Cooper was really America's first historical fiction author and one of the men who truly shaped the course of America through his books and stories. He also happens to be one of my favorite authors. To read more on Cooper click here.

~Joshua Titus

Posted by Joshua Phillips at 06:58 PM |

On This Day
September 01, 2009

September 1, 1939: German military forces storm across the border into Poland, quickly capturing the country and officially beginning World War II. Seventy years ago today, the world erupted into a furious conflict which would last for six years and one day. As I hope you are familiar with this great historical struggle, I will not attempt to summarize it myself, but will provide the words of some men intimately involved in World War II.

"We have but one aim and one irrevocable purpose. We are resolved to destroy Hitler and every vestige of the Nazi regime. From this nothing will turn us - nothing. We will never parley. We will never negotiate with Hitler or any of his gang. We shall fight him by land. We shall fight him by sea. We shall fight him in the air, until with God's help we have rid the earth of his shadow and liberate its people from his yoke. Any man or state who fights Nazidom will have our aid. Any man or state who marches with Hitler is our foe." ~Winston Churchill

"Never in the field of human conflict, has so much, been owed by so many, to so few!" ~Winston Churchill: September, 1940

"The fate of the Empire rests on this enterprise every man must devote himself totally to the task in hand." ~Admiral Isoroku Yamamoto - Commander in Chief of the Japanese Navy: December 7th, 1941

"Yesterday, December 7, 1941 - a date which will live in infamy - The United States of America was suddenly and deliberately attacked by naval and air forces of the Empire of Japan...As Commander-in-Chief of the Army and Navy, I have directed that all measures be taken for our defense...With confidence in our armed forces - with the unbounded determination of our people - we will gain the inevitable triumph - so help us God." ~President F.D. Roosevelt: December 8th, 1941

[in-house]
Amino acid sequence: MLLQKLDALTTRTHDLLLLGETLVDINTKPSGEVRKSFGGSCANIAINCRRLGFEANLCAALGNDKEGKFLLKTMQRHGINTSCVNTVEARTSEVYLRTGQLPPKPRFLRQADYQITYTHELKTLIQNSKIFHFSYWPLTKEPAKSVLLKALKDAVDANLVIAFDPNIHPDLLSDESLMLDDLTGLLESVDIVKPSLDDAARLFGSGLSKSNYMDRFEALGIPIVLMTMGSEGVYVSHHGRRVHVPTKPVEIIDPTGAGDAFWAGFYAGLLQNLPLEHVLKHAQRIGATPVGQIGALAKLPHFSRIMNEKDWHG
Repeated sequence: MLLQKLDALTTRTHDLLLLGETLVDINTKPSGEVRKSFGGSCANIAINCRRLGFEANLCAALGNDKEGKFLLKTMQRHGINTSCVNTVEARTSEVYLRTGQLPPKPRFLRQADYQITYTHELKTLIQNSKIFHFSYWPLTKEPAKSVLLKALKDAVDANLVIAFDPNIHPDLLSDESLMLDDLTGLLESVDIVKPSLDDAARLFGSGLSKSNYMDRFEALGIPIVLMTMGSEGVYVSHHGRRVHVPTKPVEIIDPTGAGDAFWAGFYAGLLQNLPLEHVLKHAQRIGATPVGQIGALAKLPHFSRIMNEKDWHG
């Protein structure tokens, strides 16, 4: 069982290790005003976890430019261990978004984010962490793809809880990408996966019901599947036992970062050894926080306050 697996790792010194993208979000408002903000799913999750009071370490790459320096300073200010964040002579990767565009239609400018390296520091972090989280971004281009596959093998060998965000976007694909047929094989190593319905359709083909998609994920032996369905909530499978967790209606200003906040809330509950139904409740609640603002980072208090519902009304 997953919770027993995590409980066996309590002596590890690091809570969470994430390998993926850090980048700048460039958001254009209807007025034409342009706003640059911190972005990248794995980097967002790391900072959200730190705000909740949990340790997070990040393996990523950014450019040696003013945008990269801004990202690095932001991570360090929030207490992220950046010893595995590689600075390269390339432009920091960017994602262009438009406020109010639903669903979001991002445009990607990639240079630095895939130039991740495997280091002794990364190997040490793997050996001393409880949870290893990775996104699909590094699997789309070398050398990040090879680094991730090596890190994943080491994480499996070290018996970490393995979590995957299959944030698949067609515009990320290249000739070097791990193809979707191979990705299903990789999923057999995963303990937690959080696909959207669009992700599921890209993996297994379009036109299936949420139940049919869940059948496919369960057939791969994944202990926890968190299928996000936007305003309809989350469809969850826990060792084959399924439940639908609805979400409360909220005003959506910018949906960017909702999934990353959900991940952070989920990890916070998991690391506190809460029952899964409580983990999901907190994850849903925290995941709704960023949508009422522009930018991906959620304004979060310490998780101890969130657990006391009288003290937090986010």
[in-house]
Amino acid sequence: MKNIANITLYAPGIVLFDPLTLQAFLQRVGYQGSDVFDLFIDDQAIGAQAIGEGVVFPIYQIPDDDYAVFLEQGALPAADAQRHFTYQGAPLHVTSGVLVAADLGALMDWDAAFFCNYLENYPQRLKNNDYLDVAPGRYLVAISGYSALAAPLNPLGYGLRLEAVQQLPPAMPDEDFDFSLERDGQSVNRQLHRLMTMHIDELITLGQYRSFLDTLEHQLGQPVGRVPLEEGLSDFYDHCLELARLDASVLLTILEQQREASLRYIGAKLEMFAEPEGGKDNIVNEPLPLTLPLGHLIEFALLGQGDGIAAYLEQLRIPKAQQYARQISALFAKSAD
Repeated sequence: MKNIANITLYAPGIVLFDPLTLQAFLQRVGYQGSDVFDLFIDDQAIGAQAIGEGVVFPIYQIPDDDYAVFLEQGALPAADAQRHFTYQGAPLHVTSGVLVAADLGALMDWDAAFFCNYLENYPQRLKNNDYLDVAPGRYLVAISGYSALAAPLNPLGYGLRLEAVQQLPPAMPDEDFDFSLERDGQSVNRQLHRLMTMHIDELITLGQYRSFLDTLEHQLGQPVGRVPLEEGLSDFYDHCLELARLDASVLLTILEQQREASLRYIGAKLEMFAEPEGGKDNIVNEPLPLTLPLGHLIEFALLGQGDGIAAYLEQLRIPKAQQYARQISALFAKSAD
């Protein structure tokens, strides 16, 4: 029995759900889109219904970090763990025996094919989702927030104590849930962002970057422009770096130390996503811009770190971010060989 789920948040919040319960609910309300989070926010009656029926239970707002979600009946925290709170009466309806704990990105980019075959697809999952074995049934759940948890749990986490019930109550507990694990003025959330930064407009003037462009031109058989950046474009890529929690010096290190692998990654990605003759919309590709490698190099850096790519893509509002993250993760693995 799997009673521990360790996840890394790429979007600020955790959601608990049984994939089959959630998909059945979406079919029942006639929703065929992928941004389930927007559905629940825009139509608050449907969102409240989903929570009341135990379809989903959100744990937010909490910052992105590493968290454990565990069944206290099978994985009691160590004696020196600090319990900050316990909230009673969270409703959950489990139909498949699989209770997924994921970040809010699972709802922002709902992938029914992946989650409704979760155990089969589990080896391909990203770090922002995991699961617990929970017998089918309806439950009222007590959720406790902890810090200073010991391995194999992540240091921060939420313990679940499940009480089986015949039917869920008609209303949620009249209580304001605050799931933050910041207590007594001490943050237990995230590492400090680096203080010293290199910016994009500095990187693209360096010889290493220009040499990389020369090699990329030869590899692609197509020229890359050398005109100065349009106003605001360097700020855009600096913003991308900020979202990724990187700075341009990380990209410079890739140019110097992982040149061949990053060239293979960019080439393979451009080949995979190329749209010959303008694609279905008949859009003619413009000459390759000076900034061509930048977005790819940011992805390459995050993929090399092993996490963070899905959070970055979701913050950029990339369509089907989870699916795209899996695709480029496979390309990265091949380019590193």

"You'll never get the Purple Heart hiding in a foxhole! Follow me!" ~Captain Henry P. Jim Crowe: January 13th, 1943 - (Guadalcanal)

"They (the Americans) are, I think, a bit unwarrantably cock-a-hoop as a result of their limited experience to date. But they are setting about it in a realistic and business-like way...I have a feeling that they will do it..." ~British Air Vice-Marshal Sir John Slessor - 1943

"Casualties many; Percentage of dead not known; Combat efficiency; we are winning." ~Colonel David M. Shoup: (Tarawa) - November 21st, 1943

"Defend Paris to the last, destroy all bridges over the Seine and devastate the city." ~Adolf Hitler: August, 1944

"Let the indomitable spirit of Bataan and Coregidor lead on...In the name of your sacred dead, strike! Let no heart be faint. Let every arm be steeled." ~General Douglas MacArthur: On the beach at Palo, broadcasting his return - October, 1944

"Among the men who fought on Iwo Jima, uncommon valor was a common virtue." ~Fleet Admiral Chester W. Nimitz: March 16th, 1945

Tutela ex Vulnero,

John

Posted by John Horn at 07:42 AM |

"Killiekrankie, O!"
July 27, 2009

Here's an interesting "on this day" note; this is the 320th anniversary of the battle of Killiecrankie. On July 27, 1689, during one of the numerous Jacobite" rebellions", the Battle of Killiecrankie took place at the town of Killiecrankie, in Scotland. This battle is a rather interesting example of the old adage that "a victory can also be loss."

<center>"Clavers" </center>
"Clavers"
Commanding the the government forces (about 4,000 men) was General Hugh MacKay, serving William III, (who was in the process of ousting James II from the throne.) In command of the 3,000 Jacabites was John Graham of Claverhouse, Viscount Dundee. "Clavers", not the greatest chap, is today remembered for his persecution of the Covenanters, during the 1670s and 80s, and also for his role in the Jacabite wars.

Clavers decided to start the battle off in spite of his inferior numbers. Mackay responded by extending his line (which meant thinning it.) Dundee extended his line to match in length but increased the gaps between his highlanders. The battle of Killecrankie really only lasted 10 minutes. But, that's not too surprising when you consider the fact that the Highlanders didn't like to dilly or dally on the field of battle. Their favorite tactics: a wild highland charge and than close quarter fighting.

The first and last sign that the battle was over was the highland charge of the Jacobites, which took the government forces, under MacKay, by surprise. Mackay and his men were completely overwhelmed in only 10 minutes. Only a quarter of the government force made it back to Stirling 36 hours after the battle.

But ultimately, the loss was only a short lived one. The biggest plus for Mackay and his men was the fact that Dundee was no more. During the battle Clavers was shot on his horse, and then fell to the ground, mortally wounded. Even though the Jacabite forces "won " the battle, in reality it was Mackay who came off with points. Eventually, William III won the whole war.